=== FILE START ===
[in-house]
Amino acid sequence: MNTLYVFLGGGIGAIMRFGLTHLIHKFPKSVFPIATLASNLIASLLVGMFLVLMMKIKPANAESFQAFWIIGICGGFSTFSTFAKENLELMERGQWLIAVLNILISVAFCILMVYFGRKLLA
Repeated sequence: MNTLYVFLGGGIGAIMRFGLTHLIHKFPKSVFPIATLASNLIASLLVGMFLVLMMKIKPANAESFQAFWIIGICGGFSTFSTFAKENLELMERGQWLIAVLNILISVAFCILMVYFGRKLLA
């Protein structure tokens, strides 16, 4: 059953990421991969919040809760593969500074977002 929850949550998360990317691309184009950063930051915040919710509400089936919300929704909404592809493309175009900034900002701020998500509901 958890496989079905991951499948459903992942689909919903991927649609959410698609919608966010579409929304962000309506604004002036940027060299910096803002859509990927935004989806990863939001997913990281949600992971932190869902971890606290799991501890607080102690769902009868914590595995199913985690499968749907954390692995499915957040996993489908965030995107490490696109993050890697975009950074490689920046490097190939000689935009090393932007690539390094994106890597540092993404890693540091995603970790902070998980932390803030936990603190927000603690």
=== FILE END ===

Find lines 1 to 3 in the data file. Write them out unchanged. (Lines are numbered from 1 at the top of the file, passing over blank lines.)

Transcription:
[in-house]
Amino acid sequence: MNTLYVFLGGGIGAIMRFGLTHLIHKFPKSVFPIATLASNLIASLLVGMFLVLMMKIKPANAESFQAFWIIGICGGFSTFSTFAKENLELMERGQWLIAVLNILISVAFCILMVYFGRKLLA
Repeated sequence: MNTLYVFLGGGIGAIMRFGLTHLIHKFPKSVFPIATLASNLIASLLVGMFLVLMMKIKPANAESFQAFWIIGICGGFSTFSTFAKENLELMERGQWLIAVLNILISVAFCILMVYFGRKLLA